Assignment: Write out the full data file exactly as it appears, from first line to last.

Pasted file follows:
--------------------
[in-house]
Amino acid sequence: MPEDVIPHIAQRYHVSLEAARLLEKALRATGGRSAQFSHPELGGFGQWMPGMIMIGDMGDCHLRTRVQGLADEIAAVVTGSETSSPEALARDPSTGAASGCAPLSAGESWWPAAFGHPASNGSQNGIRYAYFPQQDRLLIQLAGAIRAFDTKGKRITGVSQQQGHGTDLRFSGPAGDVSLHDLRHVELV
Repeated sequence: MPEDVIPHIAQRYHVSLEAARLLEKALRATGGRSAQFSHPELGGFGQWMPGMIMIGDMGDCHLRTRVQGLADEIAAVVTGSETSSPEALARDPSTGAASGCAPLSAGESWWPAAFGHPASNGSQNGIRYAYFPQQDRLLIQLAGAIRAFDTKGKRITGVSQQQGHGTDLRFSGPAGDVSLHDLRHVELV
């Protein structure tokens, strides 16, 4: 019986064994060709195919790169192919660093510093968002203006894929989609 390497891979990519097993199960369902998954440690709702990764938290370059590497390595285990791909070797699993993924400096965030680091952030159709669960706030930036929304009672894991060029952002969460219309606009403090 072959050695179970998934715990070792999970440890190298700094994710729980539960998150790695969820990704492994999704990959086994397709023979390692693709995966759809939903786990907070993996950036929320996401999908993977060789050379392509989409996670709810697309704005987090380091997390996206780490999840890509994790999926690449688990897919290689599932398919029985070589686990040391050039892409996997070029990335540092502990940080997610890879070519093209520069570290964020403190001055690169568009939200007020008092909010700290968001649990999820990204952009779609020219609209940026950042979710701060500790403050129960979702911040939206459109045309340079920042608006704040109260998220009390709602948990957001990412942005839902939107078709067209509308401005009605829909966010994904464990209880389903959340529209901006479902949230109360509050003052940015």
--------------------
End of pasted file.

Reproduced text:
[in-house]
Amino acid sequence: MPEDVIPHIAQRYHVSLEAARLLEKALRATGGRSAQFSHPELGGFGQWMPGMIMIGDMGDCHLRTRVQGLADEIAAVVTGSETSSPEALARDPSTGAASGCAPLSAGESWWPAAFGHPASNGSQNGIRYAYFPQQDRLLIQLAGAIRAFDTKGKRITGVSQQQGHGTDLRFSGPAGDVSLHDLRHVELV
Repeated sequence: MPEDVIPHIAQRYHVSLEAARLLEKALRATGGRSAQFSHPELGGFGQWMPGMIMIGDMGDCHLRTRVQGLADEIAAVVTGSETSSPEALARDPSTGAASGCAPLSAGESWWPAAFGHPASNGSQNGIRYAYFPQQDRLLIQLAGAIRAFDTKGKRITGVSQQQGHGTDLRFSGPAGDVSLHDLRHVELV
């Protein structure tokens, strides 16, 4: 019986064994060709195919790169192919660093510093968002203006894929989609 390497891979990519097993199960369902998954440690709702990764938290370059590497390595285990791909070797699993993924400096965030680091952030159709669960706030930036929304009672894991060029952002969460219309606009403090 072959050695179970998934715990070792999970440890190298700094994710729980539960998150790695969820990704492994999704990959086994397709023979390692693709995966759809939903786990907070993996950036929320996401999908993977060789050379392509989409996670709810697309704005987090380091997390996206780490999840890509994790999926690449688990897919290689599932398919029985070589686990040391050039892409996997070029990335540092502990940080997610890879070519093209520069570290964020403190001055690169568009939200007020008092909010700290968001649990999820990204952009779609020219609209940026950042979710701060500790403050129960979702911040939206459109045309340079920042608006704040109260998220009390709602948990957001990412942005839902939107078709067209509308401005009605829909966010994904464990209880389903959340529209901006479902949230109360509050003052940015």